In SAS, we ﬁnd the probability that X=x using differences in the CDF calculated via the

`cdf`function (1.10.1). We loop through the various binomial probabilities and values of x using the

`do ... end`structure (section 1.11.1). Finally, we store the probabilities in implicitly named variables via an

`array`statement (section 1.11.5).

**SAS**

data table (drop=j);

array probs [11] prob0 prob1 - prob10;

do p = .81 to .99 by .03;

do j = 0 to 10;

if j eq 1 then probs[j+1] = cdf("BINOMIAL", 0, p, 10);

else probs[j+1] = cdf("BINOMIAL", j, p, 10)

- cdf("BINOMIAL", j-1, p, 10);

end;

output;

end;

run;

The results are printed with two decimal places using the

`format`statement (section 1.2.4). The

`options`statement (section A.4) uses the

`ls`option to narrow the output width to be compatible with Blogger.

options ls=64;

proc print data=table noobs;

var p prob0 prob1 - prob10;

format _numeric_ 3.2;

run;

And the results are:

p

p p p p p p p p p p r

r r r r r r r r r r o

o o o o o o o o o o b

b b b b b b b b b b 1

p 0 1 2 3 4 5 6 7 8 9 0

.81 .00 .00 .00 .00 .00 .02 .08 .19 .30 .29 .12

.84 .00 .00 .00 .00 .00 .01 .05 .15 .29 .33 .17

.87 .00 .00 .00 .00 .00 .00 .03 .10 .25 .37 .25

.90 .00 .00 .00 .00 .00 .00 .01 .06 .19 .39 .35

.93 .00 .00 .00 .00 .00 .00 .00 .02 .12 .36 .48

.96 .00 .00 .00 .00 .00 .00 .00 .01 .05 .28 .66

.99 .00 .00 .00 .00 .00 .00 .00 .00 .00 .09 .90

**R**

In R we start by making a vector of the binomial probabilities, using the

`:`operator (section 1.11.3) to generate a sequence of integers. After creating a matrix (section B.4.4) to hold the table results, we loop (section 1.11.1) through the binomial probabilities, calling the

`dbinom()`function (section 1.1) to ﬁnd the probability that X=x. This calculation is nested within the

`round()`function (section 1.2.5) to reduce the digits displayed. Finally, we glue the vector of binomial probabilities to the results.

p <- .78 + (3 * 1:7)/100

allprobs <- matrix(nrow=length(p), ncol=11)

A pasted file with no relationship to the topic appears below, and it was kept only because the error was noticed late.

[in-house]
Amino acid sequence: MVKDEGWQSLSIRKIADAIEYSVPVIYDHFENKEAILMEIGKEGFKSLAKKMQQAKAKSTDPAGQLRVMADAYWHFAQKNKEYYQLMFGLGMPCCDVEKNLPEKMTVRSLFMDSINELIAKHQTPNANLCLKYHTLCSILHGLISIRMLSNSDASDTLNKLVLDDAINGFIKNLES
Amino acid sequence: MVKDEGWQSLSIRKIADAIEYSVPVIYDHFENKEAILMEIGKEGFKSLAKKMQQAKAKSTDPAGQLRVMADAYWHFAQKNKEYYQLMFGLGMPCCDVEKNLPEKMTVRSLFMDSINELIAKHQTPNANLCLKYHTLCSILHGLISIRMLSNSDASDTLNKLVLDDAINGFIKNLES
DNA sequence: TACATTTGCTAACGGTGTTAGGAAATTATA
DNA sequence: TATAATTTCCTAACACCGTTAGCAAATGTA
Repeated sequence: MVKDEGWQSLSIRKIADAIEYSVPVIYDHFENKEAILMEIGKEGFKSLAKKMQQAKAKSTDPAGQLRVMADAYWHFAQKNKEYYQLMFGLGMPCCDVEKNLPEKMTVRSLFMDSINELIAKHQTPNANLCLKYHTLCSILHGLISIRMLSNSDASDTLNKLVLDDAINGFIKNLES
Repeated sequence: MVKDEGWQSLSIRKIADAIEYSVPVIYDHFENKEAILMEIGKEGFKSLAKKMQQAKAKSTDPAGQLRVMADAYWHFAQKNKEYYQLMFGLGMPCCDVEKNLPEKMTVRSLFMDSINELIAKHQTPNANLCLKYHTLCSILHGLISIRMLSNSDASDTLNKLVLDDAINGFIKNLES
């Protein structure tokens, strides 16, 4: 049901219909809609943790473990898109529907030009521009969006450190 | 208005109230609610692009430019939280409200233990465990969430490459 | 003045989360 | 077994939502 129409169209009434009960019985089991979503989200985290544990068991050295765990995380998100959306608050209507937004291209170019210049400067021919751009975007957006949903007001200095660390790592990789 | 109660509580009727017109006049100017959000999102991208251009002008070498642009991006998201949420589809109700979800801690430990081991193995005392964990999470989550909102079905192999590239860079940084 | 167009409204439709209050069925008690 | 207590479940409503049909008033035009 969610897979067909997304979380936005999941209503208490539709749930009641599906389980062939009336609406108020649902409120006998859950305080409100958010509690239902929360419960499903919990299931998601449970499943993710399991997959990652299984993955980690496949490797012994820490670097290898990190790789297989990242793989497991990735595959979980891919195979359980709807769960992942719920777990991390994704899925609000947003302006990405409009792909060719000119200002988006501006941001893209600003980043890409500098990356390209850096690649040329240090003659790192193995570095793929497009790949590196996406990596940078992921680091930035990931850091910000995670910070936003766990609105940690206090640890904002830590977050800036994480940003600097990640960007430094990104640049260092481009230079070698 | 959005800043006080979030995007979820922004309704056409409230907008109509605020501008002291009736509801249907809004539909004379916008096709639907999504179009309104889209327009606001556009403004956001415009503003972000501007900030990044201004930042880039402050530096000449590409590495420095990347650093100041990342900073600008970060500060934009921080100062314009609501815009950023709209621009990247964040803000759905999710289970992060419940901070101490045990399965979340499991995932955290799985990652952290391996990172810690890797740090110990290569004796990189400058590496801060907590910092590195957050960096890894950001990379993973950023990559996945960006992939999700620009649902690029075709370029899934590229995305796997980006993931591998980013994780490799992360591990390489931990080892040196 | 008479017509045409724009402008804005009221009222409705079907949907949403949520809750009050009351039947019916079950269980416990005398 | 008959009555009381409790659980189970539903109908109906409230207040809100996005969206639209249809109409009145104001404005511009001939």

for (i in 1:length(p)) {

allprobs[i,] <- round(dbinom(0:10, 10, p[i]),2)

}

table <- cbind(p, allprobs)

table

With the result:

p

[1,] 0.81 0 0 0 0 0 0.02 0.08 0.19 0.30 0.29 0.12

[2,] 0.84 0 0 0 0 0 0.01 0.05 0.15 0.29 0.33 0.17

[3,] 0.87 0 0 0 0 0 0.00 0.03 0.10 0.25 0.37 0.25

[4,] 0.90 0 0 0 0 0 0.00 0.01 0.06 0.19 0.39 0.35

[5,] 0.93 0 0 0 0 0 0.00 0.00 0.02 0.12 0.36 0.48

[6,] 0.96 0 0 0 0 0 0.00 0.00 0.01 0.05 0.28 0.66

[7,] 0.99 0 0 0 0 0 0.00 0.00 0.00 0.00 0.09 0.90

As with the example of jittered scatterplots for dichotomous y by continuous x, (Example 7.3, Example 7.4, and Example 7.5) we will revisit this example for improvement in later entries.

## 2 comments:

In R one would write:

probs <- seq(.81, .99, .03)

round(t(sapply(probs, dbinom, x=0:10, size=10)), 2)

Very nice, Andi. Very R.

What Andi has done is to feed dbinom() as the function for which sapply() will repeat over the values of the probs vector (along with a more elegant way to generate the probs. He's also taking advantage of the ability of sapply() to accept additional arguments to the function sapply() is working on, added after the name of the function.

My philosophy is that the important thing is to get the job done, and that style is less important than results. That said, the R code I wrote in the example is pretty ugly and doesn't take full advantage of the tools R offers. I hope if I were to write it today I might come up with something closer to what Andi wrote.

Post a Comment